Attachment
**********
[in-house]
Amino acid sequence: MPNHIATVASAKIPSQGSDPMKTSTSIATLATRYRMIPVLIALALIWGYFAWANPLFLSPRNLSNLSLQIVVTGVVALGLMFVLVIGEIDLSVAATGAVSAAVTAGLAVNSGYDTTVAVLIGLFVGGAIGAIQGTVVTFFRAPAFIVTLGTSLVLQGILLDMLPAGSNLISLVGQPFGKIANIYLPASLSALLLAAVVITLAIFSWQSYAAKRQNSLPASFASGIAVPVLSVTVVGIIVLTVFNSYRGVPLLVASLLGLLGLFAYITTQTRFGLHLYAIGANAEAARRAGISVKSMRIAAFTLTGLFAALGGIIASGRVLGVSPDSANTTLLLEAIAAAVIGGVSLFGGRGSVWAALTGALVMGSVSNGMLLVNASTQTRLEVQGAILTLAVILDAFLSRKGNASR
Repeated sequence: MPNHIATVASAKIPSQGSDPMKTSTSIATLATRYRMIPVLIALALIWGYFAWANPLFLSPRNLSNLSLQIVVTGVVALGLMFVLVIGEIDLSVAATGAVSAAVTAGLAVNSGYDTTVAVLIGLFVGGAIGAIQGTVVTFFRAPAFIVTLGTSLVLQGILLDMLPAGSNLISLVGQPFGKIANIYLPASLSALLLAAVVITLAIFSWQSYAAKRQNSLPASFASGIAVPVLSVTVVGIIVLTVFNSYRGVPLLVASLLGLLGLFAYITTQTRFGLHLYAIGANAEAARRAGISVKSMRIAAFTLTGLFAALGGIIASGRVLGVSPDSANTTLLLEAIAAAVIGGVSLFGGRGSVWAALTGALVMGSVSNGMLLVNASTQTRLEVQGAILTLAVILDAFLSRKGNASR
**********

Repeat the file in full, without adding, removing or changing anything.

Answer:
[in-house]
Amino acid sequence: MPNHIATVASAKIPSQGSDPMKTSTSIATLATRYRMIPVLIALALIWGYFAWANPLFLSPRNLSNLSLQIVVTGVVALGLMFVLVIGEIDLSVAATGAVSAAVTAGLAVNSGYDTTVAVLIGLFVGGAIGAIQGTVVTFFRAPAFIVTLGTSLVLQGILLDMLPAGSNLISLVGQPFGKIANIYLPASLSALLLAAVVITLAIFSWQSYAAKRQNSLPASFASGIAVPVLSVTVVGIIVLTVFNSYRGVPLLVASLLGLLGLFAYITTQTRFGLHLYAIGANAEAARRAGISVKSMRIAAFTLTGLFAALGGIIASGRVLGVSPDSANTTLLLEAIAAAVIGGVSLFGGRGSVWAALTGALVMGSVSNGMLLVNASTQTRLEVQGAILTLAVILDAFLSRKGNASR
Repeated sequence: MPNHIATVASAKIPSQGSDPMKTSTSIATLATRYRMIPVLIALALIWGYFAWANPLFLSPRNLSNLSLQIVVTGVVALGLMFVLVIGEIDLSVAATGAVSAAVTAGLAVNSGYDTTVAVLIGLFVGGAIGAIQGTVVTFFRAPAFIVTLGTSLVLQGILLDMLPAGSNLISLVGQPFGKIANIYLPASLSALLLAAVVITLAIFSWQSYAAKRQNSLPASFASGIAVPVLSVTVVGIIVLTVFNSYRGVPLLVASLLGLLGLFAYITTQTRFGLHLYAIGANAEAARRAGISVKSMRIAAFTLTGLFAALGGIIASGRVLGVSPDSANTTLLLEAIAAAVIGGVSLFGGRGSVWAALTGALVMGSVSNGMLLVNASTQTRLEVQGAILTLAVILDAFLSRKGNASR